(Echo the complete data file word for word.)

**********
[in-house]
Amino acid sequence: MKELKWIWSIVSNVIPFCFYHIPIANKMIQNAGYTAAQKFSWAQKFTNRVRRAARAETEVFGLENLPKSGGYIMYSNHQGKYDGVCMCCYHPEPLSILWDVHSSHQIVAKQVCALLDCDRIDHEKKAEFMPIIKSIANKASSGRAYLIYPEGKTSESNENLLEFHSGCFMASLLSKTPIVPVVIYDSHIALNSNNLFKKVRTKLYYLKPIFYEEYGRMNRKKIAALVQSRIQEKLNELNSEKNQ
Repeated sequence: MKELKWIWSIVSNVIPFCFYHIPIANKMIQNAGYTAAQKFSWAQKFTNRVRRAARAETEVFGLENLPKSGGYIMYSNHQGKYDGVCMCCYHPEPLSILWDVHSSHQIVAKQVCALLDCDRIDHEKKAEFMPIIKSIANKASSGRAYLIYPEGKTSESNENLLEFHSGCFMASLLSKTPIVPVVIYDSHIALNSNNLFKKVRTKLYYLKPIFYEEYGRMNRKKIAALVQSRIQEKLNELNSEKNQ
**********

[in-house]
Amino acid sequence: MKELKWIWSIVSNVIPFCFYHIPIANKMIQNAGYTAAQKFSWAQKFTNRVRRAARAETEVFGLENLPKSGGYIMYSNHQGKYDGVCMCCYHPEPLSILWDVHSSHQIVAKQVCALLDCDRIDHEKKAEFMPIIKSIANKASSGRAYLIYPEGKTSESNENLLEFHSGCFMASLLSKTPIVPVVIYDSHIALNSNNLFKKVRTKLYYLKPIFYEEYGRMNRKKIAALVQSRIQEKLNELNSEKNQ
Repeated sequence: MKELKWIWSIVSNVIPFCFYHIPIANKMIQNAGYTAAQKFSWAQKFTNRVRRAARAETEVFGLENLPKSGGYIMYSNHQGKYDGVCMCCYHPEPLSILWDVHSSHQIVAKQVCALLDCDRIDHEKKAEFMPIIKSIANKASSGRAYLIYPEGKTSESNENLLEFHSGCFMASLLSKTPIVPVVIYDSHIALNSNNLFKKVRTKLYYLKPIFYEEYGRMNRKKIAALVQSRIQEKLNELNSEKNQ